Effects of physical exercise interventions in frail older adults: a systematic review of randomized controlled trials

Published on Dec 2, 2015in BMC Geriatrics3.077
· DOI :10.1186/S12877-015-0155-4
Carmen de Labra13
Estimated H-index: 13
,
Christyanne Guimaraes-Pinheiro1
Estimated H-index: 1
+ 2 AuthorsJosé Carlos Millán-Calenti20
Estimated H-index: 20
Sources
Abstract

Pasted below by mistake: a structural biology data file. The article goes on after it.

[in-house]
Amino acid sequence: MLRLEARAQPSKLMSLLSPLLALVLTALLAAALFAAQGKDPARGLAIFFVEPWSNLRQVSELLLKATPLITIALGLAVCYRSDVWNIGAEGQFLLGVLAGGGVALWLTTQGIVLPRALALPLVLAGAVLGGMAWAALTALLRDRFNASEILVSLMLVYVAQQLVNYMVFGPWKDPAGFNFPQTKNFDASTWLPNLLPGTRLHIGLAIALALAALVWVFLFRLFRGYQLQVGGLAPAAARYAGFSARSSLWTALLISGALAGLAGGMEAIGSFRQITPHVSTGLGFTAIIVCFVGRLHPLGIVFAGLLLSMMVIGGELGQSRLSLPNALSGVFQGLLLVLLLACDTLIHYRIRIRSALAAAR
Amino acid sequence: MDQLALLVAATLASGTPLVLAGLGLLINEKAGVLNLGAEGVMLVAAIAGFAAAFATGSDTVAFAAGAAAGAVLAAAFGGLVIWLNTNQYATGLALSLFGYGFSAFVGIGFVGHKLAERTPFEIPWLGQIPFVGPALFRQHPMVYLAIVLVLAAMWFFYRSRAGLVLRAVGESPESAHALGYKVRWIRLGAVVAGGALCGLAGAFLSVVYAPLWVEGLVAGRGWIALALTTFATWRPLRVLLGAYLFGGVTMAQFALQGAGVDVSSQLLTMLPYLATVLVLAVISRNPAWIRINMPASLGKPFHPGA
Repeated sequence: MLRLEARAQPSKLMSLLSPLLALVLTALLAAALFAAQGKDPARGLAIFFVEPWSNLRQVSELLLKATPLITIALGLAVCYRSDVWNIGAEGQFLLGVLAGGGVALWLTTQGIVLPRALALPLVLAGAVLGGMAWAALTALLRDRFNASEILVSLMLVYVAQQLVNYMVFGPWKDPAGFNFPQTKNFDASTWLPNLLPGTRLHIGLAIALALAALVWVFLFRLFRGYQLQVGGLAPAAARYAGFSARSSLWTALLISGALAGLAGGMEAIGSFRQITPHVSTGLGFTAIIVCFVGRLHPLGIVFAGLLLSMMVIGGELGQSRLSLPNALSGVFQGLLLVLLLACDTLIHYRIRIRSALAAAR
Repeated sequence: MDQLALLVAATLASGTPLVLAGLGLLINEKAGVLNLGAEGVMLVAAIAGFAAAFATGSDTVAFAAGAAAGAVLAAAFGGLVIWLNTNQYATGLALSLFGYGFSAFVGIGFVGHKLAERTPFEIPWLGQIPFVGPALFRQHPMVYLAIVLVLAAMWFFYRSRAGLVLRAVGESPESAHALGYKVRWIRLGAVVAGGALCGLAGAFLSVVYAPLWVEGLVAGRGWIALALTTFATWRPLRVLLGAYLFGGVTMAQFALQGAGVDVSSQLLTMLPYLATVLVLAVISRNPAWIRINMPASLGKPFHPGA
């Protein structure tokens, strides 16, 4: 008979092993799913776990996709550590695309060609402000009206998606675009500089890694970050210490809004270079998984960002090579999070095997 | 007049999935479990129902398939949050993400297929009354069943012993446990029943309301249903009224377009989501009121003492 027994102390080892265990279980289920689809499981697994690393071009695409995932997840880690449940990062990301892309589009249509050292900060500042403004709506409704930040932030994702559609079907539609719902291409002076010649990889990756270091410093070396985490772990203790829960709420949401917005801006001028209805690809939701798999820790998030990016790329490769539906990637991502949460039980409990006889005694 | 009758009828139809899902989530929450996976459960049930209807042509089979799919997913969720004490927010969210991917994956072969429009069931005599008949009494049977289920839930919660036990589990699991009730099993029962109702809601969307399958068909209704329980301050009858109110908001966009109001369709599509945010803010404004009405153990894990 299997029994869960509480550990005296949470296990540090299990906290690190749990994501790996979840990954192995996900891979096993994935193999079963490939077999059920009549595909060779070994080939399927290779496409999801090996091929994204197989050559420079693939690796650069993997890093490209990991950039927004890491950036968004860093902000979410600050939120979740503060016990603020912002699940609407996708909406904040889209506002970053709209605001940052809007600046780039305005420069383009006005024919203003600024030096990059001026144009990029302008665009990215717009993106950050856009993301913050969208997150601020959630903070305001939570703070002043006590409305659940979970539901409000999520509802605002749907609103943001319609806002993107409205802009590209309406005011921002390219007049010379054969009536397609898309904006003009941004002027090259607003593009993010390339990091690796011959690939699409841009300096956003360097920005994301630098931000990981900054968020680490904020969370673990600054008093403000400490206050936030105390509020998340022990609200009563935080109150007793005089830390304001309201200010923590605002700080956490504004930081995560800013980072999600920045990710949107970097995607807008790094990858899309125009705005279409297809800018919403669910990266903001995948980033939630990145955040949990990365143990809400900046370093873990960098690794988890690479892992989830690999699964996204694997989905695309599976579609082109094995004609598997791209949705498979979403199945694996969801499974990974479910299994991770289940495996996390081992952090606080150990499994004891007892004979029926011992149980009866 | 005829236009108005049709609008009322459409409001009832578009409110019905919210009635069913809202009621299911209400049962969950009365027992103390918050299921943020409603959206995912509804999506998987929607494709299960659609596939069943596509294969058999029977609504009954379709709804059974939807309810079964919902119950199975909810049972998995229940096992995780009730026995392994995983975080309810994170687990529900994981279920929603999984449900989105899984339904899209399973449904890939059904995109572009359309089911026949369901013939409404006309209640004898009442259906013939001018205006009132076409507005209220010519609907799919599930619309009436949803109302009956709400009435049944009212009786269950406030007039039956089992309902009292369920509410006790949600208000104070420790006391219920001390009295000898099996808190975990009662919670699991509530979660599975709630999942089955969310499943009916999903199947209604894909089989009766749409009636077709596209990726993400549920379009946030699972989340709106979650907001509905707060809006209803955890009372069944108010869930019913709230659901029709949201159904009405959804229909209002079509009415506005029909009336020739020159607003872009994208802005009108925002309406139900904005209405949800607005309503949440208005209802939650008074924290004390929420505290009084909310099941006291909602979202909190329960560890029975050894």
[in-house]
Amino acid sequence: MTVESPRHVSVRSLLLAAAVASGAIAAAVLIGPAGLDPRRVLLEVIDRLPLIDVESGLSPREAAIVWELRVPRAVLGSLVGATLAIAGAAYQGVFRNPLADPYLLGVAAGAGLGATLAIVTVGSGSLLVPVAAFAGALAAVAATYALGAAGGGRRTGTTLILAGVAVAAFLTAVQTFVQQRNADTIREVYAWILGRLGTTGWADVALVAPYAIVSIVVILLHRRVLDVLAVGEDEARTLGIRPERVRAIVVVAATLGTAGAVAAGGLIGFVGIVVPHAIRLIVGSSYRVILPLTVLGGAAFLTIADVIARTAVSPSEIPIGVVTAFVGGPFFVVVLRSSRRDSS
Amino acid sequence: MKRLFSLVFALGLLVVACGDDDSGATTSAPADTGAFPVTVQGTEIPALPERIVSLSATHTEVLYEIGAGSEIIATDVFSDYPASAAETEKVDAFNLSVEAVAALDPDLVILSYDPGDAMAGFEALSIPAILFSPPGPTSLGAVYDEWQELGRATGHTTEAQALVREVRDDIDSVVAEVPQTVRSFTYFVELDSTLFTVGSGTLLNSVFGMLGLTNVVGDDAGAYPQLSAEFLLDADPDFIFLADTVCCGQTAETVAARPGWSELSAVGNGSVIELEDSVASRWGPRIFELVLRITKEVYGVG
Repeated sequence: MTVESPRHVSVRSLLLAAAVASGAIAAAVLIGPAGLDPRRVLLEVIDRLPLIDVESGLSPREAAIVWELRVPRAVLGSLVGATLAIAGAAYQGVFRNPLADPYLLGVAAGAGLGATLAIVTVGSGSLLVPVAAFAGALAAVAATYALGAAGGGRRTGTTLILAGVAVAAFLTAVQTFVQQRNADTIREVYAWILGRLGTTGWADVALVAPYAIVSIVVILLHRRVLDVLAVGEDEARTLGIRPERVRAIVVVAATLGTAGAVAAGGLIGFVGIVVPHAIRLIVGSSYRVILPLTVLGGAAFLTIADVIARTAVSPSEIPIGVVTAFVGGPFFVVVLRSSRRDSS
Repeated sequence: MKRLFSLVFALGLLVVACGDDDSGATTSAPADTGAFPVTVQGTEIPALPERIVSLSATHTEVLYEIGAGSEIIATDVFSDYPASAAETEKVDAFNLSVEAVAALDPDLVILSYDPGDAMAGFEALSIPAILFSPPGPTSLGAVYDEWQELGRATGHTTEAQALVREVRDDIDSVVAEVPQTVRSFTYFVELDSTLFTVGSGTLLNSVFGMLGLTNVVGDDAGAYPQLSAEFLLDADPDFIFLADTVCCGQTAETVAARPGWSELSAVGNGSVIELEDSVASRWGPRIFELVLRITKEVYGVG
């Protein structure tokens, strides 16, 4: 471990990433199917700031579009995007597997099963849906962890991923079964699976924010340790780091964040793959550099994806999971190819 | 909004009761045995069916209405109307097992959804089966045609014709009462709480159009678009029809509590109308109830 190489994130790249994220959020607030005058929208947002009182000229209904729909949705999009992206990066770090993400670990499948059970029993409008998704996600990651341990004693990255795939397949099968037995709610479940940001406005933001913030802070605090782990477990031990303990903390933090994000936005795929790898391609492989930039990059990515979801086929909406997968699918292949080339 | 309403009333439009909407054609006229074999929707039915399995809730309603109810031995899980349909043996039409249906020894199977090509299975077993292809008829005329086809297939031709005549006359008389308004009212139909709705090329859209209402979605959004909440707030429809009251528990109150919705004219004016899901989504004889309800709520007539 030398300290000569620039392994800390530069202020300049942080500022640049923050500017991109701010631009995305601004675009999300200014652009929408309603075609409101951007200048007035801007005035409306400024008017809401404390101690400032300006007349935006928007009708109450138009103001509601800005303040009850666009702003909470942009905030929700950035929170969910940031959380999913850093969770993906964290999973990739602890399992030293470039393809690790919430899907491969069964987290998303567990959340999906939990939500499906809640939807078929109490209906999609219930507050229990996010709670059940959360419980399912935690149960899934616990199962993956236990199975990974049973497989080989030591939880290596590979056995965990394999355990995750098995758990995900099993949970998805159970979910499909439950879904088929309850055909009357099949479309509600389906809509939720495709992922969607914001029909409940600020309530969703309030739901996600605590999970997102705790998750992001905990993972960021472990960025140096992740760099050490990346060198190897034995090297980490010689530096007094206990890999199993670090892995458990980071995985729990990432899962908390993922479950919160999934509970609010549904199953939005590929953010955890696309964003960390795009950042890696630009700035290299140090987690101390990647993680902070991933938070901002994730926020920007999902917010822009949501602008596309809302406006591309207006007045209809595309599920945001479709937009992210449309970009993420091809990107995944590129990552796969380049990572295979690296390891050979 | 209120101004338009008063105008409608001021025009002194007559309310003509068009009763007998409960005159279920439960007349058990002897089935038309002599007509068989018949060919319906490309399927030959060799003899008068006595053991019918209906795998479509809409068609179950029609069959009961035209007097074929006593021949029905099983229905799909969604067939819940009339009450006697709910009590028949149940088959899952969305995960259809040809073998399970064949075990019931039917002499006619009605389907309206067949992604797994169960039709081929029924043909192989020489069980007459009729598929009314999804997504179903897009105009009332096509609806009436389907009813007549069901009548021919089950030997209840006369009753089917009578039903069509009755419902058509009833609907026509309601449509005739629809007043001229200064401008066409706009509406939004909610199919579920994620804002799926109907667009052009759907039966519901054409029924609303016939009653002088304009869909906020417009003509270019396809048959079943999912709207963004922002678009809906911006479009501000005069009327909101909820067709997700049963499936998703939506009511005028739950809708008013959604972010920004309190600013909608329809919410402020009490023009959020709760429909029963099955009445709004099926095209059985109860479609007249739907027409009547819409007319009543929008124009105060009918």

Low physical activity has been shown to be one of the most common components of frailty, and interventions have been considered to prevent or reverse this syndrome. The purpose of this systematic review of randomized, controlled trials is to examine the exercise interventions to manage frailty in older people. The PubMed, Web of Science, and Cochrane Central Register of Controlled Trials databases were searched using specific keywords and Medical Subject Headings for randomized, controlled trials published during the period of 2003–2015, which enrolled frail older adults in an exercise intervention program. Studies where frailty had been defined were included in the review. A narrative synthesis approach was performed to examine the results. The Physiotherapy Evidence Database (PEDro scale) was used to assess the methodological quality of the selected studies. Of 507 articles, nine papers met the inclusion criteria. Of these, six included multi-component exercise interventions (aerobic and resistance training not coexisting in the intervention), one included physical comprehensive training, and two included exercises based on strength training. All nine of these trials included a control group receiving no treatment, maintaining their habitual lifestyle or using a home-based low level exercise program. Five investigated the effects of exercise on falls, and among them, three found a positive impact of exercise interventions on this parameter. Six trials reported the effects of exercise training on several aspects of mobility, and among them, four showed enhancements in several measurements of this outcome. Three trials focused on the effects of exercise intervention on balance performance, and one demonstrated enhanced balance. Four trials investigated functional ability, and two showed positive results after the intervention. Seven trials investigated the effects of exercise intervention on muscle strength, and five of them reported increases; three trials investigated the effects of exercise training on body composition, finding improvements in this parameter in two of them; finally, one trial investigated the effects of exercise on frailty using Fried’s criteria and found an improvement in this measurement. Exercise interventions have demonstrated improvement in different outcome measurements in frail older adults, however, there were large differences between studies with regard to effect sizes. This systematic review suggested that frail older adults seemed to benefit from exercise interventions, although the optimal program remains unclear. More studies of this topic and with frail populations are needed to select the most favorable exercise program.
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